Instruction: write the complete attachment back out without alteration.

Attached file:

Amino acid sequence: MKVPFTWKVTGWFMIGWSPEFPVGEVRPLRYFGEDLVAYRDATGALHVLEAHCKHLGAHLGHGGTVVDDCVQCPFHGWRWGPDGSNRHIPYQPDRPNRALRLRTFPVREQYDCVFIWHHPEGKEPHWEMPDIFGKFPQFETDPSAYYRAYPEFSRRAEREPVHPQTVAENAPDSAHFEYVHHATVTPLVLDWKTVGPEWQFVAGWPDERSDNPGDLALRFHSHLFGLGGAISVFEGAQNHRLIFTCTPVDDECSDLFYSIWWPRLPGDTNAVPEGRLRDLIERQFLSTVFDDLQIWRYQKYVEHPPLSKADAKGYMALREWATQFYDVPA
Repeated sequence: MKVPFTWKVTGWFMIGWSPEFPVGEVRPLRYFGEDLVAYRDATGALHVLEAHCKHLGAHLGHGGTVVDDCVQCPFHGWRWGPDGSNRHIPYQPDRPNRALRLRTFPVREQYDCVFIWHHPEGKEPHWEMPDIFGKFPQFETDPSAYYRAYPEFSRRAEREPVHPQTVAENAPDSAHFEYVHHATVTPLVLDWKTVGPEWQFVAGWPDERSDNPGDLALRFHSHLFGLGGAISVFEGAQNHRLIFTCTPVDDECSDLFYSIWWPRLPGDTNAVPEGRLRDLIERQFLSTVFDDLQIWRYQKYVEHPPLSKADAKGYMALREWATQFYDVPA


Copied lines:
Amino acid sequence: MKVPFTWKVTGWFMIGWSPEFPVGEVRPLRYFGEDLVAYRDATGALHVLEAHCKHLGAHLGHGGTVVDDCVQCPFHGWRWGPDGSNRHIPYQPDRPNRALRLRTFPVREQYDCVFIWHHPEGKEPHWEMPDIFGKFPQFETDPSAYYRAYPEFSRRAEREPVHPQTVAENAPDSAHFEYVHHATVTPLVLDWKTVGPEWQFVAGWPDERSDNPGDLALRFHSHLFGLGGAISVFEGAQNHRLIFTCTPVDDECSDLFYSIWWPRLPGDTNAVPEGRLRDLIERQFLSTVFDDLQIWRYQKYVEHPPLSKADAKGYMALREWATQFYDVPA
Repeated sequence: MKVPFTWKVTGWFMIGWSPEFPVGEVRPLRYFGEDLVAYRDATGALHVLEAHCKHLGAHLGHGGTVVDDCVQCPFHGWRWGPDGSNRHIPYQPDRPNRALRLRTFPVREQYDCVFIWHHPEGKEPHWEMPDIFGKFPQFETDPSAYYRAYPEFSRRAEREPVHPQTVAENAPDSAHFEYVHHATVTPLVLDWKTVGPEWQFVAGWPDERSDNPGDLALRFHSHLFGLGGAISVFEGAQNHRLIFTCTPVDDECSDLFYSIWWPRLPGDTNAVPEGRLRDLIERQFLSTVFDDLQIWRYQKYVEHPPLSKADAKGYMALREWATQFYDVPA